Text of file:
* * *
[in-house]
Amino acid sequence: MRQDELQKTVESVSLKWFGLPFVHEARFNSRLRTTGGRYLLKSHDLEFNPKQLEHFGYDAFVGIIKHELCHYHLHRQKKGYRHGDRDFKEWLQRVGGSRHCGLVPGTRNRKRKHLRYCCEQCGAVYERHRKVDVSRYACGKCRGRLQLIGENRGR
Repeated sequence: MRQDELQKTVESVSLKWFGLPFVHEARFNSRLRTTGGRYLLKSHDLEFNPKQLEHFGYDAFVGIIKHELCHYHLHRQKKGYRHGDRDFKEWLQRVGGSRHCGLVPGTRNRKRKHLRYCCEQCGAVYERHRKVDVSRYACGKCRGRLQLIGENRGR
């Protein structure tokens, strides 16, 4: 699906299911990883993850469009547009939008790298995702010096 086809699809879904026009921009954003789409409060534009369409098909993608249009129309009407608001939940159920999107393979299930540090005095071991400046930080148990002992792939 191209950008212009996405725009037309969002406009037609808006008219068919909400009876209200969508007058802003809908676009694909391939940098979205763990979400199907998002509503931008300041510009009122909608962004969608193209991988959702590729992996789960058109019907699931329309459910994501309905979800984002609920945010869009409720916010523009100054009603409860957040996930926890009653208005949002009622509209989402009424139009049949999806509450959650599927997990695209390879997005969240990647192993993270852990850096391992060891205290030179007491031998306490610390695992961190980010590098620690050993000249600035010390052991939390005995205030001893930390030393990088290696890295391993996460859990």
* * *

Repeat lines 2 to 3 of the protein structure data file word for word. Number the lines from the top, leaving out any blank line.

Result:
Amino acid sequence: MRQDELQKTVESVSLKWFGLPFVHEARFNSRLRTTGGRYLLKSHDLEFNPKQLEHFGYDAFVGIIKHELCHYHLHRQKKGYRHGDRDFKEWLQRVGGSRHCGLVPGTRNRKRKHLRYCCEQCGAVYERHRKVDVSRYACGKCRGRLQLIGENRGR
Repeated sequence: MRQDELQKTVESVSLKWFGLPFVHEARFNSRLRTTGGRYLLKSHDLEFNPKQLEHFGYDAFVGIIKHELCHYHLHRQKKGYRHGDRDFKEWLQRVGGSRHCGLVPGTRNRKRKHLRYCCEQCGAVYERHRKVDVSRYACGKCRGRLQLIGENRGR